In view of the foregoing, an apparatus is provided for promoting hemostasis of a puncture formed in a blood vessel accessible through an incision tract. The apparatus comprises a distal balloon having a contracted position, in which a profile of the distal balloon is sized for insertion through the blood vessel puncture, an expanded position, in which the distal balloon profile prevents passage through the blood vessel puncture. The apparatus comprises a proximal balloon spaced by a predetermined initial distance from the distal balloon and having a contracted position, in which a profile of the proximal balloon is sized for insertion through the incision tract, and an expanded position, in which the proximal balloon profile blocks passage through the blood vessel puncture. The apparatus further comprises at least one catheter coupling the distal and proximal balloons to a source of pressurized fluid to selectively actuate the distal and proximal balloons between the contracted and expanded positions. Still further, the apparatus comprises at least one rigid positioner associated with the at least one catheter to facilitate movement of the distal and proximal balloons proximally through the incision tract The catheter has a flexible wall portion extending proximally of the distal and proximal balloons to facilitate everting of the distal and proximal balloons as the catheter is proximally withdrawn from the incision tract.
In a refinement, the positioner comprises a rigid wall formed in the at least one catheter.
In a refinement, the distal and proximal balloons comprise distal and proximal balloon segments coupled to a single catheter.
In a refinement, the positioner comprises a rigid filament coupled to the distal balloon segment.
In a refinement, a transition section extends between the distal and proximal balloon segments and comprises circumferential bands formed of a rigid material to limit expansion of the transition section.
In a refinement, the distal balloon segment has a first wall thickness and the proximal balloon segment has a second wall thickness different from the first wall thickness.
In a refinement, the distal balloon is coupled to a first catheter having an outer wall and the proximal balloon is coupled to a second catheter having inner and outer walls, wherein the first catheter outer wall passes through the second catheter inner wall.
In a refinement, the first catheter further comprises a rigid inner wall defining a central lumen.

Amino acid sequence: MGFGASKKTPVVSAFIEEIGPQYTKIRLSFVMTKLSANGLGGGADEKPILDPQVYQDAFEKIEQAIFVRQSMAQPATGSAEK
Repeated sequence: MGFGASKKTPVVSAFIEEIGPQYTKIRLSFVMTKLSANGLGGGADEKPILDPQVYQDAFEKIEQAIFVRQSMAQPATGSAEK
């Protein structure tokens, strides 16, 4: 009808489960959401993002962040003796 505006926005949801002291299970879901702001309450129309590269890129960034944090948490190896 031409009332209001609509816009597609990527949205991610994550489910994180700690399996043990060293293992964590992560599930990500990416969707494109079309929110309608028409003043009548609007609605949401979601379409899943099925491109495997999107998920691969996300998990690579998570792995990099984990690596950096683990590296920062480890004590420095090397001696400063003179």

In a refinement, the positioner comprises the first catheter rigid inner wall.
In a refinement, the positioner comprises a rigid filament coupled to the distal balloon segment.
In a refinement, a method of promoting hemostasis of a puncture in a blood vessel accessible through an introducer sheath inserted in an incision tract is disclosed. The disclosed method comprises positioning distal and proximal balloons in the incision tract by advancing the distal and proximal balloons through the introducer sheath until the distal balloon is disposed within the blood vessel and the proximal balloon is disposed outside of the blood vessel; inflating the distal and proximal balloons; pulling the distal and proximal balloons in a proximal direction until the distal balloon engages an inner wall of the blood vessel; everting the distal balloon until it is withdrawn from the blood vessel; holding the proximal balloon in place for a period of time sufficient to at least initiate formation of thrombus; everting the proximal balloon; and withdrawing the distal and proximal balloons from the incision tract.
In a refinement, the method further comprises withdrawing the introducer sheath after positioning the distal and proximal balloons.
In a refinement, the method further comprises coupling the distal balloon to a first catheter having an outer wall and coupling the proximal balloon to a second catheter having inner and outer wall, and the first catheter outer wall passing through the second catheter inner wall.
In a refinement, the first catheter outer wall is flexible so that the distal balloon is everted by applying a proximal force to a center of the distal balloon.
In a refinement, the second catheter outer wall is flexible so that the proximal balloon is everted by applying a proximal force to the second catheter inner wall.
In a refinement, the distal and proximal balloons comprise distal and proximal balloon segments coupled to a single catheter.
In a refinement, the distal balloon is at least partially deflated prior to everting.
In a refinement, the method further comprises insetting the distal and proximal balloons into a positioning sheath prior to positioning in the incision tract
The foregoing aspects and many of the attendant advantages of this disclose will become more readily appreciated as the same becomes better understood by reference to the following detailed description, when taken in conjunction with the accompanying drawings, wherein: